It’s been two years since President Trump first signed an executive order to ban Muslims from entering the country.
In one of his first actions after taking office, Trump signed the initial version of the ban, often referred to as Muslim Ban 1.0, on Jan. 27, 2017, poignantly, International Holocaust Remembrance Day. Protests began almost immediately, and HIAS joined hundreds of thousands of people at airports and rallies in support of refugees.
Significant portions of the ban, as well as later versions of it, were blocked by federal courts, some finding the bans to be discriminatory, anti-Muslim, unconstitutional, or an abuse of the president’s power. There were many legal ups and downs in 2017 (see our detailed timeline here) and HIAS sued the government, the only Jewish organization to do so.
HIAS President and CEO Mark Hetfield said that the ban was “not simply an exercise in executive authority” but the administration’s official license “to discriminate on the basis of religion and nationality.”
The ban turned out to be just the beginning of a concerted campaign to limit immigration, those seeking asylum and scale back the U.S. Refugee Resettlement Program. Each year since taking office, the administration has lowered the number of refugees allowed into the country. Again and again the president has denigrated and cast suspicion on those seeking safety in the U.S.
On June 26, 2018, Travel Ban 3.0 was upheld by the U.S. Supreme Court. The executive order restricts the entry into the United States for all nationals, including refugees, of mostly Muslim-majority countries–Syria, Iran, Yemen, Libya, Somalia–but also includes North Koreans and certain Venezuelan government officials.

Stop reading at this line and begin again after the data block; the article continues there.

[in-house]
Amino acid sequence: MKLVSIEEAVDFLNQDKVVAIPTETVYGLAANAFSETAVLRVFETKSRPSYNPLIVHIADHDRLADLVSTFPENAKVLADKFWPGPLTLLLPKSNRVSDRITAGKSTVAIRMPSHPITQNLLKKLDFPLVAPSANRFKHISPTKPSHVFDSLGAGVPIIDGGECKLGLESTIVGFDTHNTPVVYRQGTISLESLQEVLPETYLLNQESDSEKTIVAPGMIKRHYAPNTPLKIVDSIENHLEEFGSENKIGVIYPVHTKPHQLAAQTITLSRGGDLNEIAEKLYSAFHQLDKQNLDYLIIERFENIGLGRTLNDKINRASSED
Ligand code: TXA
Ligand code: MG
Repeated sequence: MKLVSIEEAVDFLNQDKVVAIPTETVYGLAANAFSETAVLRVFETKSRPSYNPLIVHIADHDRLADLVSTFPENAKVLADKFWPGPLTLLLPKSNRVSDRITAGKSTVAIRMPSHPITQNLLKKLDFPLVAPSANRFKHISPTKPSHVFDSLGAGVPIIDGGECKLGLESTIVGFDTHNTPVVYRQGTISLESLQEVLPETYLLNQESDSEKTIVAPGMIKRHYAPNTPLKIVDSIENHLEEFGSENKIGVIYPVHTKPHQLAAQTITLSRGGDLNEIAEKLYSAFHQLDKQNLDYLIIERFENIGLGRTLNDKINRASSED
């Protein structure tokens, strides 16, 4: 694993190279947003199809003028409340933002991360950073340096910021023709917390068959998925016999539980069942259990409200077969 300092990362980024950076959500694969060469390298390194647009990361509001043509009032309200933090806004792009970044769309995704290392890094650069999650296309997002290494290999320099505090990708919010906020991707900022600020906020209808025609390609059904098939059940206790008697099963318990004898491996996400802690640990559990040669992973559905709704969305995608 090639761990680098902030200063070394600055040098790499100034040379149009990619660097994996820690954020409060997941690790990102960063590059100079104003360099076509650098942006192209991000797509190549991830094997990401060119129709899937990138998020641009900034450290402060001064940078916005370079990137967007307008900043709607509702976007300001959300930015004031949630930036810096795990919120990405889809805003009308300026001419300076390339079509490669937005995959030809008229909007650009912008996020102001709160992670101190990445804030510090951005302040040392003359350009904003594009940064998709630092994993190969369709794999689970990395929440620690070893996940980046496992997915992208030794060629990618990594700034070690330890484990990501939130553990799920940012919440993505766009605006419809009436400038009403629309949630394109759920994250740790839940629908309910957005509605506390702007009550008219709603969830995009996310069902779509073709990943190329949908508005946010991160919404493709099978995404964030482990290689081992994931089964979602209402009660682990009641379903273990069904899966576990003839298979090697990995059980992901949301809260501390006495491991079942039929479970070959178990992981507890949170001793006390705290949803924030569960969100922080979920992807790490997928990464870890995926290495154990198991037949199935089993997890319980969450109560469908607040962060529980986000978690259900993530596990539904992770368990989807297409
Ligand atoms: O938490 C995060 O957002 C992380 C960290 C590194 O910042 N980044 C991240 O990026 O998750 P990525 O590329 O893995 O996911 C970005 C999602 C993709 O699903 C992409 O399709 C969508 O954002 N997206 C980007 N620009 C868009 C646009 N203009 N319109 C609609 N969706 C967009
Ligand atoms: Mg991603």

There are still lawsuits pending which challenge the current refugee ban, and seen in the best light, the legal battles waged thus far have succeeded in forcing early versions of the ban to be rewritten, thus holding the doors open for at least some refugees. But the difficult truth is, over the past two years, very few refugees from the banned countries have been allowed into the U.S. In 2016, the U.S. resettled 12,587 Syrians; in 2018 just 60. In 2016, the U.S. resettled 9,020 Somalis; in 2018, only 250.
“Thousands have been hurt by the bans,” said Melanie Nezer, HIAS Senior Vice President of Public Affairs. “The reality is thousands of refugees who otherwise would have had a chance at a future in the U.S. do not have that chance to find safety here.”
Two years later, HIAS is resolved to keep fighting for refugees. HIAS has rallied the Jewish community and will continue to protest, fight, and advocate to help change law and policy, galvanize people to take action, and gather more support for these important issues.